The ‘Scottish Referee’ commented on the numbers competing and echoed the Herald’s compliments on the excellent management of the proceedings: “In tackling a programme that contained over 730 entries the Queen’s officials had a Herculean task set them last Saturday afternoon. It is most creditable to the management that in spite of this big handicap the meeting was run to the minute without a wait. As a sample of the smart timing, we may mention that the twenty one heats in which the hundred yards flat was decided, was run off in twenty five minutes. To the officials concerned in this excellent result, all prise is due, and they may stand as example for all others to copy and follow. If not brilliant individually or generally the sport was of all round excellence. An outstanding figure in the sprints was Hugh Barr, who is presently in excellent form. His strong physique aided him no doubt, but his pluck and speed assisted him nonetheless to the tape.”
There were certainly some talented and popular Scots in competition along with some English competitors. Hugh Barr the long jump record holder and prolific title winner and international sprinter has been mentioned already, RG Murray title winner and record setting high jumper and W Robertson, title winner and cross-country internationalist from Clydesdale Harriers were all competing. There was also a host of dignitaries fit to grace any meeting in the country. The Referee lists Arthur Geake, William Sellar, William Maley, DS Duncan, Humphrey Jones, Alexander Blair, JA Crerar, Andrew Hannah, Andrew Rennie and the handicapper was Bob Livingstone.
The sprints were the main thing according to the Referee. The 100 was won by Barr who did not participate in the 220 because he entered the long jump where he was second.. Popular winners of their heats in the 220 (which only had nine heats) were AS Maley and J Muir but neither were in the hunt when it came to dishing out the prizes. AAG Stronach won the hurdles easily but how about the Mile? There was a field of 78 runners on the track at the same time. “there is no doubt that the sight was a pretty one to see the kaleidoscopic changes in the multi coloured costumes of the aspirants for honours as they moved round the track. The scratch men had no earthly chance of getting through the multitude and they gave up long ere the finish.” It was won by David Rennie of Whiteinch Harriers (155 yards) from Brown of Bellahouston (120 yards). There was also an invitation mile (26 entrants, 13 starters) , won by Robertson in 4 min 25 3-5th sec. The half mile handicap was won by Bell of Airdrie.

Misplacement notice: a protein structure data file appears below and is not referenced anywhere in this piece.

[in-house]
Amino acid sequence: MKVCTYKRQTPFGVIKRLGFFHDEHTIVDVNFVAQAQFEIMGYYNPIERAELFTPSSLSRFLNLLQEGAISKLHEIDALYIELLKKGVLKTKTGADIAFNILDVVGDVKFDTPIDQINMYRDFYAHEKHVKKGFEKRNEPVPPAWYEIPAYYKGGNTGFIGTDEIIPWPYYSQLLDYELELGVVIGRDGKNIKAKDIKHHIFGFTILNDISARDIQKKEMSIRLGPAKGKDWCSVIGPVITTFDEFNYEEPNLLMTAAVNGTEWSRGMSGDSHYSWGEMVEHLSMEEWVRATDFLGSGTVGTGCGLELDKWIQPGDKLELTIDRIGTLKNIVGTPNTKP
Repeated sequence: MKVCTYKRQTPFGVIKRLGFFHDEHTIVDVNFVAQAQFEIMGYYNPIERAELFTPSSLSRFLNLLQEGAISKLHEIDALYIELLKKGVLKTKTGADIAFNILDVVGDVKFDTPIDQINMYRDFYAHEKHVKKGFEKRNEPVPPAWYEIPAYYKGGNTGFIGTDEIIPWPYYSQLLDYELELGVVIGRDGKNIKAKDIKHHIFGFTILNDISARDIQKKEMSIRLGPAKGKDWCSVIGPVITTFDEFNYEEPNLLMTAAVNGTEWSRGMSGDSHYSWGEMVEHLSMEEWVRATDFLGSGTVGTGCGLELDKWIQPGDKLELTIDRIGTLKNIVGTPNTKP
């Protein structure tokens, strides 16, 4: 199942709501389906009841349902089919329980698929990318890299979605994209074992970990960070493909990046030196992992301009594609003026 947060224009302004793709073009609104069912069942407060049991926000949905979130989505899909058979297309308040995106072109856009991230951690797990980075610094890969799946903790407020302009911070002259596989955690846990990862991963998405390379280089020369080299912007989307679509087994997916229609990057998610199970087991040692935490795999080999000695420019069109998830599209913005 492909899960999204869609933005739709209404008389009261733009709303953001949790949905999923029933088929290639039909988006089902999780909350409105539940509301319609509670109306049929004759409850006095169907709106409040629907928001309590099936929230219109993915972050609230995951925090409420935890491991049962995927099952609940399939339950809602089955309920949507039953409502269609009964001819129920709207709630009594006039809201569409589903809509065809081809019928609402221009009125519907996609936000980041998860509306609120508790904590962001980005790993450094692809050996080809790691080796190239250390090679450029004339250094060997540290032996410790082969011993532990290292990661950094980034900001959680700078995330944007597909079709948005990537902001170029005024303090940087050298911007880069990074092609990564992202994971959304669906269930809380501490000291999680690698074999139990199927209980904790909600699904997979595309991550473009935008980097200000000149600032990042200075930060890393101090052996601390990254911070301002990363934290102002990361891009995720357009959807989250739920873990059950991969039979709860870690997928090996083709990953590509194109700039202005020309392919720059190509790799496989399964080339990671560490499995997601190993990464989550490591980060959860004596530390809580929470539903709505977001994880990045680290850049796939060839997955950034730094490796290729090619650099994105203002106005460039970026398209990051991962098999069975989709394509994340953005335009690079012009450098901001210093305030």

The Herald also tells us that it was the ‘largest programme in the history of the club.’ Another successful sports meeting for Hampden.
Held on 3/6/1899 , the report on the meeting started: “the Queen’s Park FC Sports on Saturday were replete with interest. There were no individual achievements of an outstanding character, the excellence was more general than special, and from this point of view the meeting will rank as one of the best of the long and brilliant series of functions held by the Queen’s Park.”